The maze-like town of Mykonos (Chora) was designed to discourage invasion. It was easy for invaders to get lost in the narrow, winding streets that ran into other narrow, winding streets that ran into other narrow, winding streets.
Modern day invaders, otherwise known as tourists, also find it easy to get lost. But that’s half the fun. Except for finding a restroom when you really, really need it, there is no danger. You can easily spend an hour or several wandering along the town’s crooked roads and paths. There are beautiful white buildings slathered in stucco to admire, shops to explore, and cats to photograph. You may even find a Greek musician playing the bouzouki, a mandolin-like instrument that produces what most people think of as Greek music. Picture Zorba dancing.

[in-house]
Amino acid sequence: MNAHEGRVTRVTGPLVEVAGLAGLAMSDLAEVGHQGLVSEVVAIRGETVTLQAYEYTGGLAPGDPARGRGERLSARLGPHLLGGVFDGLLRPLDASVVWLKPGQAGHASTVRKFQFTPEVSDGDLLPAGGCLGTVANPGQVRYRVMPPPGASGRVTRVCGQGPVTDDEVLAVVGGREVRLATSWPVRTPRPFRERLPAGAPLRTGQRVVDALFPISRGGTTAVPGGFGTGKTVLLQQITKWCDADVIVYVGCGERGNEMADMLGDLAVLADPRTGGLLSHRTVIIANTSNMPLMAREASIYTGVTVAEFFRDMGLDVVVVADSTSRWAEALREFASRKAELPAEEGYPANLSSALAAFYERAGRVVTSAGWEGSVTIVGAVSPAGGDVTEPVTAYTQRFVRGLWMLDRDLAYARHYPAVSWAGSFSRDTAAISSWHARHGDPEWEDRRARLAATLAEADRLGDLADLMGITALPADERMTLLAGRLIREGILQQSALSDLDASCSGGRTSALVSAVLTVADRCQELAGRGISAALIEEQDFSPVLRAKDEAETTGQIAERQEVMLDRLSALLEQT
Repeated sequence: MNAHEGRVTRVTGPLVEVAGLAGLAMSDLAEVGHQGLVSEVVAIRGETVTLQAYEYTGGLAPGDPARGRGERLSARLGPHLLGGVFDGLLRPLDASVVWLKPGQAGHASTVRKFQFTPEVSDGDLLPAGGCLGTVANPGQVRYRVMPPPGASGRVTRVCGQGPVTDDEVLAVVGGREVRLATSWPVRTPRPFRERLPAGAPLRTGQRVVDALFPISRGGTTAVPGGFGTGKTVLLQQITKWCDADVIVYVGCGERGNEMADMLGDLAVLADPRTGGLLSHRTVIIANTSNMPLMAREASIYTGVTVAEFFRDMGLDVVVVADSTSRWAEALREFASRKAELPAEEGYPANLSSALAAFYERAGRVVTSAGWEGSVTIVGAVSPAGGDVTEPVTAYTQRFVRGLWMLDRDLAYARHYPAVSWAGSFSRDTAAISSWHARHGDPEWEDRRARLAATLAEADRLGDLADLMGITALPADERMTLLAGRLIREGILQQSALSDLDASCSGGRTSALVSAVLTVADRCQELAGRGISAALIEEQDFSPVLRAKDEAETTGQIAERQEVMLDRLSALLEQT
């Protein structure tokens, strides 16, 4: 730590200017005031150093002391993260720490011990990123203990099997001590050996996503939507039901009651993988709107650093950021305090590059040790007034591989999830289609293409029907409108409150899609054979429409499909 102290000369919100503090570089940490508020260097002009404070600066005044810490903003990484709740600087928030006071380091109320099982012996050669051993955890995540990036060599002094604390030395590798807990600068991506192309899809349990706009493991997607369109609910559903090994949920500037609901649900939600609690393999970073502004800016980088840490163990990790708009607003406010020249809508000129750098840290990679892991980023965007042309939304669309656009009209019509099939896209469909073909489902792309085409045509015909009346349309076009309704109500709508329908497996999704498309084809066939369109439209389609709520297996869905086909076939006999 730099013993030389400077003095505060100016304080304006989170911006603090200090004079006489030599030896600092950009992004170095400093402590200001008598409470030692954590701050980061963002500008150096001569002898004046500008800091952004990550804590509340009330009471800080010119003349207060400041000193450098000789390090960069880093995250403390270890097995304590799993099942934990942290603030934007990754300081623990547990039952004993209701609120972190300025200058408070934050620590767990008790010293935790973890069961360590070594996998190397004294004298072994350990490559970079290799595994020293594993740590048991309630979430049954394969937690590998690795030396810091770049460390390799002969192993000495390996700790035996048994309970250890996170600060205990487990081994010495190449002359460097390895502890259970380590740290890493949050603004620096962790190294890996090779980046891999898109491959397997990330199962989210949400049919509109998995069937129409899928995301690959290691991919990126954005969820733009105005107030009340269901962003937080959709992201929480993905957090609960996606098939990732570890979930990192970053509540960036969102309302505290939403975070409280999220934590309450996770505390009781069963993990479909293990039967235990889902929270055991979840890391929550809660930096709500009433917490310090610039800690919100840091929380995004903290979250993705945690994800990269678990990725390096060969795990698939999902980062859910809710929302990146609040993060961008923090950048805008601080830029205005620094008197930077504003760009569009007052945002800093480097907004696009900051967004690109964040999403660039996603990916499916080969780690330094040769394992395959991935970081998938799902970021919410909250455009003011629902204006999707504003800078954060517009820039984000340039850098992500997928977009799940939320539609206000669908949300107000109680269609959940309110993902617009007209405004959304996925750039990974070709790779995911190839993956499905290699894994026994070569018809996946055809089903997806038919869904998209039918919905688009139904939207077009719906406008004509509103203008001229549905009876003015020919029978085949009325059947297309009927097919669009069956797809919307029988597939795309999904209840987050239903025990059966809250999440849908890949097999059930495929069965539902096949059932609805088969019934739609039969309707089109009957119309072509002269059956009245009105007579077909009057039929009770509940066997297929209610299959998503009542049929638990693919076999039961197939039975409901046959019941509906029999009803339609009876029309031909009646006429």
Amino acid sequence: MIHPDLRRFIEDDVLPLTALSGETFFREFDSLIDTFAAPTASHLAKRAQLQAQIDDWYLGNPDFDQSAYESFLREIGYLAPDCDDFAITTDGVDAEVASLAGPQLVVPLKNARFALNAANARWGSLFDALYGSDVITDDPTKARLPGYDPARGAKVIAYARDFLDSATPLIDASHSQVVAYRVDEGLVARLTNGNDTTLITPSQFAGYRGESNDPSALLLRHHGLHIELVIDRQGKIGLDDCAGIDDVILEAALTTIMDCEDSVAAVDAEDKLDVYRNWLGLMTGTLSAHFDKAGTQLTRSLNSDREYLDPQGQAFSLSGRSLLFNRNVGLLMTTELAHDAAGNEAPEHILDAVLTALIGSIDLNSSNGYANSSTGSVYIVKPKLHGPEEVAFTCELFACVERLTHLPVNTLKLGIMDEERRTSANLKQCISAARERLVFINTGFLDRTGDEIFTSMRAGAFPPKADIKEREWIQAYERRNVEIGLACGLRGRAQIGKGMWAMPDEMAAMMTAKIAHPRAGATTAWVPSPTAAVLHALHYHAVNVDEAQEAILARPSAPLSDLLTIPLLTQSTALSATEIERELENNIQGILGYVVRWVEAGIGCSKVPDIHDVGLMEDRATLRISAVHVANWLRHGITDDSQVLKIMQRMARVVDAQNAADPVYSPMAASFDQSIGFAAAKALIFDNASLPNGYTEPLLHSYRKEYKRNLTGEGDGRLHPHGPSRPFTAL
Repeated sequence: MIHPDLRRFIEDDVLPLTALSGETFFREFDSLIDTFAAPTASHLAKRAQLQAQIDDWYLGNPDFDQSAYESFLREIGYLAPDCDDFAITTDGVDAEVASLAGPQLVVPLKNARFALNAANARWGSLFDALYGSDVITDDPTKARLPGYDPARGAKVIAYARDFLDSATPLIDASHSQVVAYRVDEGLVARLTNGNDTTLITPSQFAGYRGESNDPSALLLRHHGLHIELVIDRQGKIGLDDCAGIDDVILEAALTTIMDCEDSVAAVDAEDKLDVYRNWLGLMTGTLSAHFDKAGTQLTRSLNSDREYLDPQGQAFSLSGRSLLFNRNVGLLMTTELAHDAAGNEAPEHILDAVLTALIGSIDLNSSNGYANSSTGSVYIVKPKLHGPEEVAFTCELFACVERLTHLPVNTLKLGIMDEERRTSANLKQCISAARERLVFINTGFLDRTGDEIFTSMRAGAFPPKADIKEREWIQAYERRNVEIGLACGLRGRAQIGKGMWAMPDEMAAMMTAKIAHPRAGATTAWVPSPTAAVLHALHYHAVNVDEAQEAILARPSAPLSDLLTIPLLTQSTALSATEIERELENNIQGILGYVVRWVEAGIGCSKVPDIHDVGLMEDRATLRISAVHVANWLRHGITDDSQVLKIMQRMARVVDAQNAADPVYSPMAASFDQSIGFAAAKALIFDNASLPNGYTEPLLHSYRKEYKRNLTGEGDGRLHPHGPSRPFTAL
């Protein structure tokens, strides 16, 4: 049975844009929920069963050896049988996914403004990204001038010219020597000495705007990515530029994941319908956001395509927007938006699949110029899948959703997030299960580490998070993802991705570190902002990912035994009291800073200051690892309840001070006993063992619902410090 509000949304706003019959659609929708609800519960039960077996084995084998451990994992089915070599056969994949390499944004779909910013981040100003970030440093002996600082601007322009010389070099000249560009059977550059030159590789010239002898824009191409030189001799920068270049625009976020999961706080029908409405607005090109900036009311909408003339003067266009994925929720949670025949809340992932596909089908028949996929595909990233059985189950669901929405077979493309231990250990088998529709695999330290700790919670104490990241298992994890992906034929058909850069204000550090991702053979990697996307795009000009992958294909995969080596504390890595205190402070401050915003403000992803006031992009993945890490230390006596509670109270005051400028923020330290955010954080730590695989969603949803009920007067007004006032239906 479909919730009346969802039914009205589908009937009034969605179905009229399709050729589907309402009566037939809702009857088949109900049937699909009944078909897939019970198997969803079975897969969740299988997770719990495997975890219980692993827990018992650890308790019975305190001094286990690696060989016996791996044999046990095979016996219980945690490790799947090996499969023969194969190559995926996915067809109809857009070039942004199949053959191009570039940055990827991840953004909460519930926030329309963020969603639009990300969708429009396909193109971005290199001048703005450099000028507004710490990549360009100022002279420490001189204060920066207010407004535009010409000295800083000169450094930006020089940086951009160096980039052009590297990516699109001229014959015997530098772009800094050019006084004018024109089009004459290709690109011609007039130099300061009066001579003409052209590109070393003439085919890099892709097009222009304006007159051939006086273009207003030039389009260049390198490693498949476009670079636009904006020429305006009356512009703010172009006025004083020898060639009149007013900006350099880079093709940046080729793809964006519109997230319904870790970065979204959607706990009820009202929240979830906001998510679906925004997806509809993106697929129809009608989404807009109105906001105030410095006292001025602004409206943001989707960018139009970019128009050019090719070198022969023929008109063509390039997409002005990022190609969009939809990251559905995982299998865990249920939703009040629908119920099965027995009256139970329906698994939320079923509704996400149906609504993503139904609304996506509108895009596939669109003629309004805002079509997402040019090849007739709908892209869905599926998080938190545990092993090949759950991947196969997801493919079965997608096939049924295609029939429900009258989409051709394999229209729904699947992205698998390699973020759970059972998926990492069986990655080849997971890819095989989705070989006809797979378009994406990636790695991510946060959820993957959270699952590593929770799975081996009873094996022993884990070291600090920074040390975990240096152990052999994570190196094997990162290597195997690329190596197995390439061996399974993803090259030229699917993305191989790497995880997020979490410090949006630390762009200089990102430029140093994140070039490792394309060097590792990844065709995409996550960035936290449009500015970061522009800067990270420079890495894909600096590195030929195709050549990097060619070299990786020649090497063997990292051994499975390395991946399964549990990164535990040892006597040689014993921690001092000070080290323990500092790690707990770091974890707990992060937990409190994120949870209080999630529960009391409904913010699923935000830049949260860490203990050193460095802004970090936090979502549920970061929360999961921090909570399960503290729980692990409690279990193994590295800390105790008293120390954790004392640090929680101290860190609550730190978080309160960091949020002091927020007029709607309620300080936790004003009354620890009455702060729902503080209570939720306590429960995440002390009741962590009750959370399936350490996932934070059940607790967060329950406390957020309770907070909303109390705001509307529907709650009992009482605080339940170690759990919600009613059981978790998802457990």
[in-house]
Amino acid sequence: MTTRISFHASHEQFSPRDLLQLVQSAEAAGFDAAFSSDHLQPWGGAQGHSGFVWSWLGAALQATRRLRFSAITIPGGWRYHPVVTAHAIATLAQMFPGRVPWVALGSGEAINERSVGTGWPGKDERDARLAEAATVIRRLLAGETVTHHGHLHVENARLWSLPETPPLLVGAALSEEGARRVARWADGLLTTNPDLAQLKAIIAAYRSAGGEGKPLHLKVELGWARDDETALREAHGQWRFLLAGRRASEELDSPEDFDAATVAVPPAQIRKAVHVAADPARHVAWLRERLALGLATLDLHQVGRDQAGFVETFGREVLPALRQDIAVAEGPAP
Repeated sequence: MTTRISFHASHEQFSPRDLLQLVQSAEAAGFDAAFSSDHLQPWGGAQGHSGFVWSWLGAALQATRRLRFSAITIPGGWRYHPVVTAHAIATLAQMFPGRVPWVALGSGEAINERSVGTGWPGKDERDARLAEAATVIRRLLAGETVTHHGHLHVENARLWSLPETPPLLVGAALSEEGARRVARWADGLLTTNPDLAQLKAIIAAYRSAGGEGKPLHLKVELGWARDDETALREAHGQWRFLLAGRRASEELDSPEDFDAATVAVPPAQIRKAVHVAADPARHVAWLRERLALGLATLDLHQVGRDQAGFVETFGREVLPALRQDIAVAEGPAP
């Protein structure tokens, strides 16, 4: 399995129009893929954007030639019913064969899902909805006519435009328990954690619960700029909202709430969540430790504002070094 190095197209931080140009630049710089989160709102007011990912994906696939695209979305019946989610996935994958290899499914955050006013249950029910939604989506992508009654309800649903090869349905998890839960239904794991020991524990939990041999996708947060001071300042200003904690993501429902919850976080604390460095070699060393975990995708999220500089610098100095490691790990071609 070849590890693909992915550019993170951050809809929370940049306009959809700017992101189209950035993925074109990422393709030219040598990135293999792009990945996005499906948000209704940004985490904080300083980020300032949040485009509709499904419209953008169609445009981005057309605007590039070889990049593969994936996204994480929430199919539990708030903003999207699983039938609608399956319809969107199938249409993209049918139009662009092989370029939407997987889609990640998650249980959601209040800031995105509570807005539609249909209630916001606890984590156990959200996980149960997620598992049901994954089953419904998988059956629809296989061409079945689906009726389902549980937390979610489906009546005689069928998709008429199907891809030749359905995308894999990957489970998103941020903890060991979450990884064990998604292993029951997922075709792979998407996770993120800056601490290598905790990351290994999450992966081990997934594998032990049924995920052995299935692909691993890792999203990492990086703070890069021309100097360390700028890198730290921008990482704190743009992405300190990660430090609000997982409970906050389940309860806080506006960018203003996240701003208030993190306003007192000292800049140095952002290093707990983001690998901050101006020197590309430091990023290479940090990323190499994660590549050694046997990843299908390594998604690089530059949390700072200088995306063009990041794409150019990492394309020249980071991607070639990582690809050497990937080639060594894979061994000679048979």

We managed to get both lost and separated. There was no hope of finding each other in the labyrinth, but fortunately we had a plan. We would meet at the island’s famous windmills. Long since retired, five of them remain hunkered down on a ridge south of town. Mykonos is noted for its winds. The locals even have names for them based on their intensity: bell-ringer, chair thrower, and knock you off your horse. We experienced a brief example of chair thrower but fortunately missed knock you off your horse.
The windmills used cloth sails to capture the winds and run mills for grinding grain. Local bakeries then turned the grain into sea biscuits, aka hardtack, which is flour and water baked several times into a consistency of hardness just this side of rock. The value of sea biscuits is they are basically indestructible. Before modern refrigeration, they were used on long sea voyages. Throw in a lime plus a generous dollop of rum and it was dinner. Producing these ‘delicacies’ was the island’s main industry.